France, which has advocated observer status of the United Nations, said that UNESCO was not the place to further the Palestinian case for recognition.

"The priority is to revive negotiations," foreign ministry spokesman Bernard Valero said. "We consider that UNESCO is not the appropriate place and the General Conference is not the right moment."

US Secretary of State Hillary Clinton said on 5 October that the UN cultural agency UNESCO should "think again" on plans to vote on Palestinian membership, noting that such a move could cause the United States to cut funds for the group.

"I ... would urge the governing body of UNESCO to think again before proceeding with that vote because the decision about status must be made in the United nations and not in auxiliary groups that are subsidiary to the United Nations," Clinton told a news conference in the Dominican Republic, quoted by the daily Haaretz.

The Spanish Foreign Ministry said that in the absence of a common EU position, it would likely back the executive committee's recommendation and vote for Palestine's UNESCO membership.

"The government anticipates that it will vote in favour of this recommendation during the general assembly, if the vote takes place and no common European position has been reached," the ministry said in a statement.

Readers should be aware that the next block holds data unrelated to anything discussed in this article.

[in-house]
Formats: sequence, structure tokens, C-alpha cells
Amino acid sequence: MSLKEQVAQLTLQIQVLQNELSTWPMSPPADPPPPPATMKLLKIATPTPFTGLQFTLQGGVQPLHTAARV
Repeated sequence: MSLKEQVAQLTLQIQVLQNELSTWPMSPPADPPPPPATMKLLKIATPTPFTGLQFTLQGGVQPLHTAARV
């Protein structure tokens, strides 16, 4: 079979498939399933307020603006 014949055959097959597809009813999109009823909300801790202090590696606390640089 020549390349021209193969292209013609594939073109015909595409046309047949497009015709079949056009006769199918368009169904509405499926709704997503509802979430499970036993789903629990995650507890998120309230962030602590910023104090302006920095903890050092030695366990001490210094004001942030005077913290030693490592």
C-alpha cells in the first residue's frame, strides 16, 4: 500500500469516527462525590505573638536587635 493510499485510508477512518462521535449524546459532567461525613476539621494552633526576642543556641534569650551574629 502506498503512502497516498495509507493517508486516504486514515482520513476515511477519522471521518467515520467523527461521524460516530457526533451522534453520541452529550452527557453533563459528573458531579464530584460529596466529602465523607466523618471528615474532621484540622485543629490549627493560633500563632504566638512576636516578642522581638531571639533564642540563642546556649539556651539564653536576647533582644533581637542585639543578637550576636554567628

A EURACTIV source in UNESCO however told EURACTIV that the among the 11 EU countries board members of the organisation, Germany, Latvia and Romania have voted against, while Belgium, Denmark, Spain, France, Greece, Italy, Poland and Slovakia had abstained.

The European Union nourished hopes to persuade Palestinian leaders to drop plans for full United Nations membership at the September session of the General assembly in return for a nuanced upgrading of their UN observer status, EU diplomats said yesterday (15 September).

The Palestinians want their status upgraded from 'observer' to full membership. Full membership as an independent state would require the support of the UN Security Council. But the United States has said it would veto such a Palestinian resolution.

Riding on France's new status in the Arab world following the Libya War, French President Nicolas Sarkozy called on 21 September for an "intermediate stage" in the recognition of Palestine by the UN.

Sarkozy's proposal to admit Palestine to the United Nations as an observer state, like the Vatican, is in sharp contrast with the position of the United States which said they would veto the bid by Palestinian Authority President Mahmoud Abbas for full membership. Also, it became clear that France doesn't have the backing of all EU states for pushing forward its initiative.